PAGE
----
The Songbirds author describes hitting an emotional low after the success of The Beekeeper of Aleppo and why she based her new novel on domestic workers’ struggles
When The Beekeeper of Aleppo hit the bestseller charts, its author Christy Lefteri should have been ecstatic. Her second novel was a culmination of hard work and long-held dreams. It was lauded by critics and was finding a wide and hugely appreciative audienc, selling more than half-a-million copies. Yet she found herself hitting an emotional low.
“When the book came out I should have been like, ‘Oh god, this is amazing, I’m going to enjoy every moment’ — I felt completely overwhelmed, and it’s actually a point where I thought, ‘Something’s not right here. I’m going to go see a psychiatrist’,” she says.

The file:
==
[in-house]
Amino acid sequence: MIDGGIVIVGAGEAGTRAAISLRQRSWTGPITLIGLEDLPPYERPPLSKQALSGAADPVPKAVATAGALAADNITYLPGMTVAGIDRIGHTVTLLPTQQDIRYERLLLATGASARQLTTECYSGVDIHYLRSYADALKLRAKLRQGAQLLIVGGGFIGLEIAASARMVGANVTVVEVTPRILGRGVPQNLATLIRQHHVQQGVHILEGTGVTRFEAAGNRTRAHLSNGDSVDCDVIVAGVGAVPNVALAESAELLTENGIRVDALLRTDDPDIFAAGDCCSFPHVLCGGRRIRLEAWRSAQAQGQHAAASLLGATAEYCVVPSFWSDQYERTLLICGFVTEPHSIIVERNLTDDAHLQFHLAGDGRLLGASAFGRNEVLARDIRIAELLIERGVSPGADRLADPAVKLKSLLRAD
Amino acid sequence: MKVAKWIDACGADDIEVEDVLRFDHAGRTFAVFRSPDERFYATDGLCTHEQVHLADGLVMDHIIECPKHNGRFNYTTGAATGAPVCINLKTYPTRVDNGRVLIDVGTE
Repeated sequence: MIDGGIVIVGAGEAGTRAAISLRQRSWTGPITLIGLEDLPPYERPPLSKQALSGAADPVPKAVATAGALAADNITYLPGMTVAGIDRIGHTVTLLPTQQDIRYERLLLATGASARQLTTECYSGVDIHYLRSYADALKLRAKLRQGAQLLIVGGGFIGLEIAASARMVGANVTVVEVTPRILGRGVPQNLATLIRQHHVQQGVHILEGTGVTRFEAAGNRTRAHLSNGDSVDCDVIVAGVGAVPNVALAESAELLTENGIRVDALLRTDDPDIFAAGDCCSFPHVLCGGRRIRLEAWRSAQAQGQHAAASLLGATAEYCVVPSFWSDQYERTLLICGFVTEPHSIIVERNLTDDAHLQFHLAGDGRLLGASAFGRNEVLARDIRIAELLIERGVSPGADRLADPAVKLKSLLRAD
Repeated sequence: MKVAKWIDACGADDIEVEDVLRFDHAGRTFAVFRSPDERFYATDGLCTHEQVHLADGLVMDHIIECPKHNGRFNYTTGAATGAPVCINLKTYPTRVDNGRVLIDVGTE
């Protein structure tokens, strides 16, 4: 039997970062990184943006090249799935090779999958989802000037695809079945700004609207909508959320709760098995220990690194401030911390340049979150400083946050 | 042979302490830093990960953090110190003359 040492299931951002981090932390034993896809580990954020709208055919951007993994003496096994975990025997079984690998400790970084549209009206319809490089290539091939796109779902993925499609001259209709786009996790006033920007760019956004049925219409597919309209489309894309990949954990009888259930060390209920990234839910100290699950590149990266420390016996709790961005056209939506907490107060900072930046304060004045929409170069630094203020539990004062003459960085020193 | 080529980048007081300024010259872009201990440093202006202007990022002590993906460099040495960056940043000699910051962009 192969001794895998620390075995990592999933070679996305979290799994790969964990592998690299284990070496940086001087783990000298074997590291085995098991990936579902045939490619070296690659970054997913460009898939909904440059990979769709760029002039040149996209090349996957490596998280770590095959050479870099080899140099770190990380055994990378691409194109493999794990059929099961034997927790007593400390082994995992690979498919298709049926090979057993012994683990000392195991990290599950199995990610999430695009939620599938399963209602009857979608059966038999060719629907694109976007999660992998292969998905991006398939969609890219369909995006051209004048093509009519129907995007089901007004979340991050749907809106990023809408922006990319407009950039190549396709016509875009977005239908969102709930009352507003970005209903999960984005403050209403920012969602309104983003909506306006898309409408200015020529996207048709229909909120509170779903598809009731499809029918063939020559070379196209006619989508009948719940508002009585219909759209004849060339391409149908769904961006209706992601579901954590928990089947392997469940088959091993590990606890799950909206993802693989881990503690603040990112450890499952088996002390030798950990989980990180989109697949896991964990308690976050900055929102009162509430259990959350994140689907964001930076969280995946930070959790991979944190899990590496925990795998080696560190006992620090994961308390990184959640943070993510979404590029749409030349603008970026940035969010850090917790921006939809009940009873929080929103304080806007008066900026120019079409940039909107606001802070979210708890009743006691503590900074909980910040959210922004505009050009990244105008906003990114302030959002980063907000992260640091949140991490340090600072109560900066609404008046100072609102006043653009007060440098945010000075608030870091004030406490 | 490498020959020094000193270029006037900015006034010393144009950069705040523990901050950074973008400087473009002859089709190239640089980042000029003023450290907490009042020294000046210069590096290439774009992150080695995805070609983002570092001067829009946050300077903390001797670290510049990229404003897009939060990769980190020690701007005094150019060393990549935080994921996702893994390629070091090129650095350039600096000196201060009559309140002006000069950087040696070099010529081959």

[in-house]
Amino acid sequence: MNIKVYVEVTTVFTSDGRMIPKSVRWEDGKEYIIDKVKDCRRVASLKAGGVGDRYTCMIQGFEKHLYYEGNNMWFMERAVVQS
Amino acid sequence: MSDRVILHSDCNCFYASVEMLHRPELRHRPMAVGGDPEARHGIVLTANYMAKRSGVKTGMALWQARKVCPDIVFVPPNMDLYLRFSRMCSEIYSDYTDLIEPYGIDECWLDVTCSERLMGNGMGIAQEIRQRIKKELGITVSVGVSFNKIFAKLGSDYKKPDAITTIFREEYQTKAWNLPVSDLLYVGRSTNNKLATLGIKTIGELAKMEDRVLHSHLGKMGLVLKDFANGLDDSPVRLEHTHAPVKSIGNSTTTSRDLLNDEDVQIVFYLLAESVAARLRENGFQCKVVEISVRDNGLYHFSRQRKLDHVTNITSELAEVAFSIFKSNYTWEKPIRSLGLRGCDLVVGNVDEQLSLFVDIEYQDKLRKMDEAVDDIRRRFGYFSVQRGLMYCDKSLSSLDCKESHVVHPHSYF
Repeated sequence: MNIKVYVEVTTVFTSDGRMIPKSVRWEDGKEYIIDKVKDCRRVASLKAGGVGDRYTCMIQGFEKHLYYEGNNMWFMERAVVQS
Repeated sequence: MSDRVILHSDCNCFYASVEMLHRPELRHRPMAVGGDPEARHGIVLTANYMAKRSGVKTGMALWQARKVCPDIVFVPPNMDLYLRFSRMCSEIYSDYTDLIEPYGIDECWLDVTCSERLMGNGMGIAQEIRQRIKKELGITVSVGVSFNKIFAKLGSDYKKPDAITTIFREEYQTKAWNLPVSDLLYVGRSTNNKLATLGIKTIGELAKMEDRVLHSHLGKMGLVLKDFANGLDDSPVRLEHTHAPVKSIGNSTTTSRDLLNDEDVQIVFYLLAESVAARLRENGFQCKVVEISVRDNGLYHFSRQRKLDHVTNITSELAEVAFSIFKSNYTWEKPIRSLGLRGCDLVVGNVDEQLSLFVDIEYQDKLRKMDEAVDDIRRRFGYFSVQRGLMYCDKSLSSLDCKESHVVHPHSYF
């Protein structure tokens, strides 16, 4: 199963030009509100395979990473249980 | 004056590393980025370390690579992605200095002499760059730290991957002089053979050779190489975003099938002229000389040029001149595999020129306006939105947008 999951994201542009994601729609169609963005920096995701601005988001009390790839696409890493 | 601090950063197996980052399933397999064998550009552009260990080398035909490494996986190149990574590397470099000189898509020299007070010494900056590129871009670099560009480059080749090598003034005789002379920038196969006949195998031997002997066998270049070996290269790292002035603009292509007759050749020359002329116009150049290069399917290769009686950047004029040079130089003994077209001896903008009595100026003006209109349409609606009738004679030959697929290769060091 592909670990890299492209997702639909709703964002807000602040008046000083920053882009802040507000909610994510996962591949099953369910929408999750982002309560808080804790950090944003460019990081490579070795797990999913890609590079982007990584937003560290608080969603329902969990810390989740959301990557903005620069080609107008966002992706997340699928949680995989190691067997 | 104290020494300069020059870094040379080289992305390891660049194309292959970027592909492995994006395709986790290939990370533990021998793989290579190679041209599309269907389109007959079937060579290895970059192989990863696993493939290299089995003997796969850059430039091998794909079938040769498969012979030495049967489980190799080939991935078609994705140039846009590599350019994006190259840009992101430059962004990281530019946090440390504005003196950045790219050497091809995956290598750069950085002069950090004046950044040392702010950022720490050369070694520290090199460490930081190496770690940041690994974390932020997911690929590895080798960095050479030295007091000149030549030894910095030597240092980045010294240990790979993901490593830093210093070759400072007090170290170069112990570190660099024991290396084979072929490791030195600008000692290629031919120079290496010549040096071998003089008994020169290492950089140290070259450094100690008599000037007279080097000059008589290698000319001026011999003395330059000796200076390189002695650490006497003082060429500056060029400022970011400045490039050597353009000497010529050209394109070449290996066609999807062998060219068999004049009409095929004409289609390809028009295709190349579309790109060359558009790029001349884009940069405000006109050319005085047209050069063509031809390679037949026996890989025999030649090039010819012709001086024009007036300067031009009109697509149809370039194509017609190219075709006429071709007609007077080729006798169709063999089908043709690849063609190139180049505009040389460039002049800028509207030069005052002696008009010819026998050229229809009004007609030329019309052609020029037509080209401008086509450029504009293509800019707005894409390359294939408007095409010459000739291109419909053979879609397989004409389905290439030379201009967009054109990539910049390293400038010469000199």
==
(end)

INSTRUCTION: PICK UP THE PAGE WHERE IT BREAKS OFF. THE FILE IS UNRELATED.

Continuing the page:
“I started medication; I calmed down and settled a little in myself. The funny thing was, I knew I should have been happy, but I was really not all right, and then I was feeling worse thinking, ‘Does this mean I’m not grateful [for the book’s success]? I think if anything, I was too grateful.”
But scratch the surface, and Lefteri’s spell of depression, even amid her huge literary success, is easily explained.
“I hadn’t dealt with my own grieving processes from the breakdown of my marriage, and my mum’s death, and I’d gotten myself into an awful relationship,” she says. “I also hadn’t fully processed my experiences in Greece.”
Lefteri wrote The Beekeeper of Aleppo — the tale of a couple who are forced to leave war-torn Syria and undertake a horrendous journey to find a new life — after volunteering in a migrant camp in Athens. In 2016, she was visiting her Cypriot family, and looked out towards the Syrian coast. The calmness and beauty of the Cypriot beach was at jarring odds with the war across the sea, just a quick boat ride away. Lefteri spent the next two summers volunteering at a Unicef-supported refugee camp in Athens. Her experiences, and conversations with dozens of Syrians at the camp, would form the backbone of her bestseller.